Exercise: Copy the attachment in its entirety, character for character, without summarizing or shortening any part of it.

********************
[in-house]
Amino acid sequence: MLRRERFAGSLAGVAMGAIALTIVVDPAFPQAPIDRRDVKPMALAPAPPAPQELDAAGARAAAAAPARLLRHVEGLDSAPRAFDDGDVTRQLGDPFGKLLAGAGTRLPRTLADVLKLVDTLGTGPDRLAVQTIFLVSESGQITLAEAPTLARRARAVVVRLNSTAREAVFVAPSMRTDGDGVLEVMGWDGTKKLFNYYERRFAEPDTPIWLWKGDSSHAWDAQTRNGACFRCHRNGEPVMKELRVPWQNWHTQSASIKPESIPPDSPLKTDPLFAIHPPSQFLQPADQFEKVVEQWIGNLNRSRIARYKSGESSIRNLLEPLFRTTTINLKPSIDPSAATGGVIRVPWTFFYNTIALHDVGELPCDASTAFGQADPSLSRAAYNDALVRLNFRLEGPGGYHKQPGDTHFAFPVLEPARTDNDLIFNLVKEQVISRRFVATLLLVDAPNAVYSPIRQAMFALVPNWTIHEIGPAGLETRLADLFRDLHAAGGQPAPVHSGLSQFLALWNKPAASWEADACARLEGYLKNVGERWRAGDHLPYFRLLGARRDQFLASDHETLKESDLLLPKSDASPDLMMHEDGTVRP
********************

[in-house]
Amino acid sequence: MLRRERFAGSLAGVAMGAIALTIVVDPAFPQAPIDRRDVKPMALAPAPPAPQELDAAGARAAAAAPARLLRHVEGLDSAPRAFDDGDVTRQLGDPFGKLLAGAGTRLPRTLADVLKLVDTLGTGPDRLAVQTIFLVSESGQITLAEAPTLARRARAVVVRLNSTAREAVFVAPSMRTDGDGVLEVMGWDGTKKLFNYYERRFAEPDTPIWLWKGDSSHAWDAQTRNGACFRCHRNGEPVMKELRVPWQNWHTQSASIKPESIPPDSPLKTDPLFAIHPPSQFLQPADQFEKVVEQWIGNLNRSRIARYKSGESSIRNLLEPLFRTTTINLKPSIDPSAATGGVIRVPWTFFYNTIALHDVGELPCDASTAFGQADPSLSRAAYNDALVRLNFRLEGPGGYHKQPGDTHFAFPVLEPARTDNDLIFNLVKEQVISRRFVATLLLVDAPNAVYSPIRQAMFALVPNWTIHEIGPAGLETRLADLFRDLHAAGGQPAPVHSGLSQFLALWNKPAASWEADACARLEGYLKNVGERWRAGDHLPYFRLLGARRDQFLASDHETLKESDLLLPKSDASPDLMMHEDGTVRP